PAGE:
• Kev October 20, 2010, 5:10 pm

    Good article with useful information minus the political innuendos. The rich and government trusting ”grad and pads” versus the poor, broke and very politically liberal ”single city renter” lol I mean c’mon…

  • Dd October 20, 2010, 7:43 pm

    Thanks for the well written post. But if you want to save money on a conference and still want to know what a renter wants–just rent some place.

    I rent–I would be happy if a landlord would not expect me to live in a home they themselves would not. If it is broken or molding, fix it. Be civil and communicate sincerely and clearly.

    That is all I would want. Currently my bathroom has a mold issue and my landlord knows but has done nothing. This leaves me to either cause a fuss which could come back and haunt me or live with a moldy bathroom.

    I had another landlord that told me to fix a pluming issue with his chosen pluming company. After I got the bill, he refused to pay me the $2000+ dollars and gave me an eviction notice…

    There are no perfect tenets, just try to keep the tenets that are good by being fair and putting yourself in their shoes. If you are worried that you wont be able to cash flow if you make the property to a standard level of living… that is not the tenets burden to bear.

  • Rachelle October 20, 2010, 9:05 pm

    @ Kev – Innuendo is a strong word… it’s just statistics :)

    @ Dd – I did rent a place and met some spectacularly horrible landlords, the first day I moved to Toronto, I found my new place infested with cockroaches, the super told me I brought them HAHA.

    Quite frankly tenants actually have it good these days, when I was renting the vacancy was less that 1% and it was absolutely horrible for renters. People went to see apartments and they were competing with 80 other tenants. You really thought twice about giving notice because there was no guarantee you would get anything better.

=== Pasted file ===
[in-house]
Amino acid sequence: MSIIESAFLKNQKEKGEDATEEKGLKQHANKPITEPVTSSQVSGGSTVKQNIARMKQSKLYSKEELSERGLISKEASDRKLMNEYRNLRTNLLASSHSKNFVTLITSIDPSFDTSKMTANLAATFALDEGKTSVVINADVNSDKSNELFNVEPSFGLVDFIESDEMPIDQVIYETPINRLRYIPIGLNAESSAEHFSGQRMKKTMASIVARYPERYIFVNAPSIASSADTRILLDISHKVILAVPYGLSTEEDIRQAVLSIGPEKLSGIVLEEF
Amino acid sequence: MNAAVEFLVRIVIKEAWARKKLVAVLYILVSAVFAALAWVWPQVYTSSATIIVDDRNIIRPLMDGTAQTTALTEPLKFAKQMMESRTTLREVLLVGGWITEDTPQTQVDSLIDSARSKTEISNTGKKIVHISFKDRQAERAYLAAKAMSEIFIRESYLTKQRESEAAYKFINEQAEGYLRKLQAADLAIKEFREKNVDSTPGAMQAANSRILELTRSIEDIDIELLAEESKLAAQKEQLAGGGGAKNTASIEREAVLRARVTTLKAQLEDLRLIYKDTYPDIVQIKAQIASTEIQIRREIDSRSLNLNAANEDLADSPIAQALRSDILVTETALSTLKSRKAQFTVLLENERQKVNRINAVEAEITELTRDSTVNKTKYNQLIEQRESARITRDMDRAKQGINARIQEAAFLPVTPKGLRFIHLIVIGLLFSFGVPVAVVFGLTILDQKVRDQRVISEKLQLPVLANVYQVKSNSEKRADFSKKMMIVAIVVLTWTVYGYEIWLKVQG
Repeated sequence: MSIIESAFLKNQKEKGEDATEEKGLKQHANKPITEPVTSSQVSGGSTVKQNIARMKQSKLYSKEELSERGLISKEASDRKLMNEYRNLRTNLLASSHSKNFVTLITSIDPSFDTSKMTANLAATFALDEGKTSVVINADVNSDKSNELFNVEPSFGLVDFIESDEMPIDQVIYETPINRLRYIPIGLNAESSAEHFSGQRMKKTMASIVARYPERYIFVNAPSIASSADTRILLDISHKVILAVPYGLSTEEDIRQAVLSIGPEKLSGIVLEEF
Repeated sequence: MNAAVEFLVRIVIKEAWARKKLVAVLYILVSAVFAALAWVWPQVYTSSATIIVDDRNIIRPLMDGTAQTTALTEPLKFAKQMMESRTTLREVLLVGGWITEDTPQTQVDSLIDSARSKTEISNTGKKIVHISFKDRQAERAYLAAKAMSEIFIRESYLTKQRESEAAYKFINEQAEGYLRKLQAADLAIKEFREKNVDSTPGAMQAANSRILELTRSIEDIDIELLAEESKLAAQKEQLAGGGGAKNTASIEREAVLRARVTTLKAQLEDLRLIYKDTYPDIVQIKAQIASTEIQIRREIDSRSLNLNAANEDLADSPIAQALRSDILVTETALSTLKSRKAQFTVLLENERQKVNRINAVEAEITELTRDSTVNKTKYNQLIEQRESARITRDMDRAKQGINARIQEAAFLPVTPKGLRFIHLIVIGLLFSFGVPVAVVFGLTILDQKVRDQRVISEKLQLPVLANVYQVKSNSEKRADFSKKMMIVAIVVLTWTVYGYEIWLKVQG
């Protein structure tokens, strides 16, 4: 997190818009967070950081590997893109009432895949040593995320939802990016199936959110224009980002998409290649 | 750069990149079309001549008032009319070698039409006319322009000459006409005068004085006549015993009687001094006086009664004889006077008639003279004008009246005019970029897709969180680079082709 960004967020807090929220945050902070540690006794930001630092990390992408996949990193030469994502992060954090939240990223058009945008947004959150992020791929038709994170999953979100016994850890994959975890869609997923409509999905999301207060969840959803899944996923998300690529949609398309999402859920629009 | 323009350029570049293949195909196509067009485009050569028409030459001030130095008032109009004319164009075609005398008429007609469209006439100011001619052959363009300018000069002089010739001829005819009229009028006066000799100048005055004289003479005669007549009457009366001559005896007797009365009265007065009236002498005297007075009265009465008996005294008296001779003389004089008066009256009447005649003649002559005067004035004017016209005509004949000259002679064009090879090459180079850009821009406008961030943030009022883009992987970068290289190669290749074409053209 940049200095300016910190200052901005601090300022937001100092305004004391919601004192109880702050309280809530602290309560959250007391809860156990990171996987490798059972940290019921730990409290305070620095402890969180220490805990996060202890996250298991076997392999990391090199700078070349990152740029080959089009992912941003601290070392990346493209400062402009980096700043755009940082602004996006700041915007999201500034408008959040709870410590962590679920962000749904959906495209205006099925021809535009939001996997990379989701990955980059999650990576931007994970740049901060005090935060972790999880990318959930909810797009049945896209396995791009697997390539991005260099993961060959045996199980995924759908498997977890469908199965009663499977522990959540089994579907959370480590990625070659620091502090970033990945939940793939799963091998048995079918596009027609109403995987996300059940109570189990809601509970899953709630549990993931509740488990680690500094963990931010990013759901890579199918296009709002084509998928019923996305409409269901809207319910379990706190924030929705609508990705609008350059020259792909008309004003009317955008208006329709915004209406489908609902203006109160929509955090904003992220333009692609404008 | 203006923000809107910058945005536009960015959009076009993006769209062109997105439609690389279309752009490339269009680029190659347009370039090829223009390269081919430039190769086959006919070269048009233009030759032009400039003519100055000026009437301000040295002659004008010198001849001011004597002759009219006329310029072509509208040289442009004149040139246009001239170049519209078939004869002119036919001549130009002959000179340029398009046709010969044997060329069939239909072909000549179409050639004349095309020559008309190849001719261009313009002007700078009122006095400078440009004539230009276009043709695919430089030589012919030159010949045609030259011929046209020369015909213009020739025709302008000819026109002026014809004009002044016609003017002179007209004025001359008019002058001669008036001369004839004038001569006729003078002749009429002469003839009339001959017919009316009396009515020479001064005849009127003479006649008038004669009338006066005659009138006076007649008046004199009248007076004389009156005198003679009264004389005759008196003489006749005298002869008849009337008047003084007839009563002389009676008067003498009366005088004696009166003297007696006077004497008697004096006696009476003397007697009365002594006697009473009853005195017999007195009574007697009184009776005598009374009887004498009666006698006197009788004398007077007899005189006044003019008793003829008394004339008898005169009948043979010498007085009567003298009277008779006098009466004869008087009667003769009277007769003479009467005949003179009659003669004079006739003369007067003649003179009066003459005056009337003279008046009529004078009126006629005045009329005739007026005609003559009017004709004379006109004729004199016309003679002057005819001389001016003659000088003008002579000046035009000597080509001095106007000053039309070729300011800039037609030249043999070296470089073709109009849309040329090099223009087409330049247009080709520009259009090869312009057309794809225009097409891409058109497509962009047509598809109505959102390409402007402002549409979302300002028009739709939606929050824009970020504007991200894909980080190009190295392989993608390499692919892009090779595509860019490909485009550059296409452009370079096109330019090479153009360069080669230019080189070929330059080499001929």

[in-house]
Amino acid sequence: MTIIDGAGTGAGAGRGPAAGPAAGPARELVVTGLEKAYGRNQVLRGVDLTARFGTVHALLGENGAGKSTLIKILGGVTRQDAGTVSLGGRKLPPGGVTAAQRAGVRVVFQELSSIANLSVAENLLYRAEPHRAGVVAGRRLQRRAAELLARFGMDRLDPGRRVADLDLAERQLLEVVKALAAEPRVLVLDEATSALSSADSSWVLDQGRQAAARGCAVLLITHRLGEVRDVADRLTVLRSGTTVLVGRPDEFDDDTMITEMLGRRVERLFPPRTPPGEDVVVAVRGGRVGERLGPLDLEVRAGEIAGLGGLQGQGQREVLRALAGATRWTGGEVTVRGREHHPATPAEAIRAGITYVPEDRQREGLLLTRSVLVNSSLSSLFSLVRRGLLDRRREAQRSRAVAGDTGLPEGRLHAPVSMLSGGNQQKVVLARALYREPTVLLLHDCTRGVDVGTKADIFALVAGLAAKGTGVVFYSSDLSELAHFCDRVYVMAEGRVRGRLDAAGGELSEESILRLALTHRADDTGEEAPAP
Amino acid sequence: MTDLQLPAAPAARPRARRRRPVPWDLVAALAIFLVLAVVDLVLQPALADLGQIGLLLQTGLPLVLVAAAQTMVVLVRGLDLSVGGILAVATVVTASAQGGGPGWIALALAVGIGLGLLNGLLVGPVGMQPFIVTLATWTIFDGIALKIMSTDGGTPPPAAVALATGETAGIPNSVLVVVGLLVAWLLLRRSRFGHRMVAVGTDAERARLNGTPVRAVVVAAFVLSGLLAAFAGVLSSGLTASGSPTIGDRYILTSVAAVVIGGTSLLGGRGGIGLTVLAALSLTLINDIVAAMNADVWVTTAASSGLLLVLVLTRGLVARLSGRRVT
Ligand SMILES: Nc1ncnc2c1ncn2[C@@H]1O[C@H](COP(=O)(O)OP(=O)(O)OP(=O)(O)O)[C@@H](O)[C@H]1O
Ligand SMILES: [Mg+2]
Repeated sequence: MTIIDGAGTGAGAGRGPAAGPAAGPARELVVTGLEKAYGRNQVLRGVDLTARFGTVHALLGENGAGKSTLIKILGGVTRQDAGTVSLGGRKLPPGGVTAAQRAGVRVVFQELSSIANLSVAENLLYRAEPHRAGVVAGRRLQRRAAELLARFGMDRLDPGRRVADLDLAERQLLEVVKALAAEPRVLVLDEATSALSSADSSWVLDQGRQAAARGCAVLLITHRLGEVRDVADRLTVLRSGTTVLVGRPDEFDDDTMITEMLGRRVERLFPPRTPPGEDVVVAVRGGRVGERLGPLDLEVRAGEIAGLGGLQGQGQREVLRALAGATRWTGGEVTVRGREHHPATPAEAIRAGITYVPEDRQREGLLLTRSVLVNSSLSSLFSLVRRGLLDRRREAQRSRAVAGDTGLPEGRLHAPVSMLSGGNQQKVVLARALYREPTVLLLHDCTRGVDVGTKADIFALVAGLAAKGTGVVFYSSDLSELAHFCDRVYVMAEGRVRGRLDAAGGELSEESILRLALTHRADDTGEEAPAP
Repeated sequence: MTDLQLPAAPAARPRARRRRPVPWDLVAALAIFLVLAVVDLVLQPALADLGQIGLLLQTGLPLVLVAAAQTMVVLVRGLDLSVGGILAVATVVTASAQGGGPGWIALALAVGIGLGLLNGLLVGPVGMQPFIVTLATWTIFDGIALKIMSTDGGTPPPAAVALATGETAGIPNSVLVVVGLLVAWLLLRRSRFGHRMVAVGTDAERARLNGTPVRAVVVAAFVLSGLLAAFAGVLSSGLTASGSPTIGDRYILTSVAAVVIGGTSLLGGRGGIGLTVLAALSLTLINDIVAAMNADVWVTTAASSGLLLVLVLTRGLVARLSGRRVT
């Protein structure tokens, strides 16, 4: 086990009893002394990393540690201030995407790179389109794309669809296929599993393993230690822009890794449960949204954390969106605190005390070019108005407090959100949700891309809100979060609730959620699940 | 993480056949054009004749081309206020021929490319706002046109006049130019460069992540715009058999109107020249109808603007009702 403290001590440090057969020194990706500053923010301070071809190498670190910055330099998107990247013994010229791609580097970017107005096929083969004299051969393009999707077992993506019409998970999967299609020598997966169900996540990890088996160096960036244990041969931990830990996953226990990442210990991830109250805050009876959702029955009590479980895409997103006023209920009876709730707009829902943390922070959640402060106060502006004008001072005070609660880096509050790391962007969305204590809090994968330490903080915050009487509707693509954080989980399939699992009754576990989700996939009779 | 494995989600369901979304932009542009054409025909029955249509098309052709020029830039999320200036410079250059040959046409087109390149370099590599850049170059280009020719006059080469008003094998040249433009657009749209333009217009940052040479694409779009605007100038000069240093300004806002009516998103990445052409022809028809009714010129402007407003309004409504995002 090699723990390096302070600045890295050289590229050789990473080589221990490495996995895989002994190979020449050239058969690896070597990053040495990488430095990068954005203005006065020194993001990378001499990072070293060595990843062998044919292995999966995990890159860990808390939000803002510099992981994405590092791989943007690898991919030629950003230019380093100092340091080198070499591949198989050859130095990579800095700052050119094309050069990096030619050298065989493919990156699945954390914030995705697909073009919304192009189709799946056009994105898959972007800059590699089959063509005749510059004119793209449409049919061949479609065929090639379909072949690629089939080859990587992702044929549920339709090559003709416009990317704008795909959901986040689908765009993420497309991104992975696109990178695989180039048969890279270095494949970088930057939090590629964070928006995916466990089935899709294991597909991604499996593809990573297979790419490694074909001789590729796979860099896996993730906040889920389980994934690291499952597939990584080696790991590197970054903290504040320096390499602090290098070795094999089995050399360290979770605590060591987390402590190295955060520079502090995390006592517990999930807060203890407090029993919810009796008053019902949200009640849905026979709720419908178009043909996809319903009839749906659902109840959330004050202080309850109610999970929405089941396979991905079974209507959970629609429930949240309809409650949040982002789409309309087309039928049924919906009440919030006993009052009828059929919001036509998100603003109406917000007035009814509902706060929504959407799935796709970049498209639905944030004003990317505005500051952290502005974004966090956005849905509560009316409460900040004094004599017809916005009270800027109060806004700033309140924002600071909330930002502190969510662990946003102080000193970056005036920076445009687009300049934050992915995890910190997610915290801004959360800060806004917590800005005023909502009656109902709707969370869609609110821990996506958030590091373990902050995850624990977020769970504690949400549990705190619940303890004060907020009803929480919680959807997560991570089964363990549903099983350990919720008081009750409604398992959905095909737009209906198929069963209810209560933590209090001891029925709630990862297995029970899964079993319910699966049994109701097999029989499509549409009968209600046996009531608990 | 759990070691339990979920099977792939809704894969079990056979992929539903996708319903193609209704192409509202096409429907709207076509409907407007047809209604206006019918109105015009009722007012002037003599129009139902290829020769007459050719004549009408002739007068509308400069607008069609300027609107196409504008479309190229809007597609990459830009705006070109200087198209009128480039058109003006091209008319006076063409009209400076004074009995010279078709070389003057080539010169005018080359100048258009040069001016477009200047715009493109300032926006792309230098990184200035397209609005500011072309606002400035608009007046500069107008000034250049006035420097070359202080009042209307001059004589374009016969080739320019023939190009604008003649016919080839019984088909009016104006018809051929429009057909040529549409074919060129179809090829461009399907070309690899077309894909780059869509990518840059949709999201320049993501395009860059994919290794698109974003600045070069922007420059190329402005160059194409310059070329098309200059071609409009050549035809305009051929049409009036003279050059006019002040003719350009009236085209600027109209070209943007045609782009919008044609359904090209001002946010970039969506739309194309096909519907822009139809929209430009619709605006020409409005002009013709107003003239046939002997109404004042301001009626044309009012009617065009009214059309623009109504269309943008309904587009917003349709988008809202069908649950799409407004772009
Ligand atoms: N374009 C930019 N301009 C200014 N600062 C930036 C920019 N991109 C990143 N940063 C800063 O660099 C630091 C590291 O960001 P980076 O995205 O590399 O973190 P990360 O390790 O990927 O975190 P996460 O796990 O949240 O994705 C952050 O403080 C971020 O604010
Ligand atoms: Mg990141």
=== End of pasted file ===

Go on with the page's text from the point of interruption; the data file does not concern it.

• Marina October 20, 2010, 9:40 pm

    Great article Rachelle, really good information for landlords.

    I own two properties and one is for Grads and Pads, while the other is for Single City Renters. Have had a few problems in the Single City Renters property with non-payment or late payment of rent, but followed up right away and ended up with good long-term tenants for the most part (I have owned the property for 17 years now), or evicted the non-payers quickly.

    As for myself, I am either a Grads and Pads or a Room with a View tenant, I can’t quite figure it out because I have the income of the G&Ps but I am definitely a bargain hunter like the RwaVs, and I rent in an older building which gives me lots more space than a condo. (My rental properties are in Montreal, where I used to live, and I am now living and renting in Toronto).

    I will definitely keep this information in mind when I need to advertise for new tenants again.

    I hope you keep writing here at MDJ, I learn a lot from your posts.

  • Lizzy October 20, 2010, 10:36 pm

    My target demographic is high-end Embassy placements. I’m looking for a rent in the $4K/mo range (triple net on residential). How do I find my market?

  • Rachelle October 21, 2010, 2:28 am

    Lizzy,

    You’ll need inside contacts for that kind of placement also for the Baseball/Hockey/Basketball crowd. They are not easy to get.

    First of all, in that price range there’s not a whole lot available, nor are there a whole lot of tenants. If I were renting the space, I’d open it up to whomever wants it. You’ll find some executive transfers, business people, people in between houses (waiting for their Mansion to be finished) and yes Embassy Placements. So you spend a lot of money on advertising, and you get almost no phone calls usually a high quality place will rent after just one or two showings, but it could be a month in between!

  • Calvin October 22, 2010, 7:36 pm

    Nice article. Although I don’t own any rental properties I do think the same question when walking around the neighbourhood, and put myself into the landlord’s shoes.

    For myself I’m the Room with a View type back in my renting days, but do prefer hi-rises over other type of dwellings.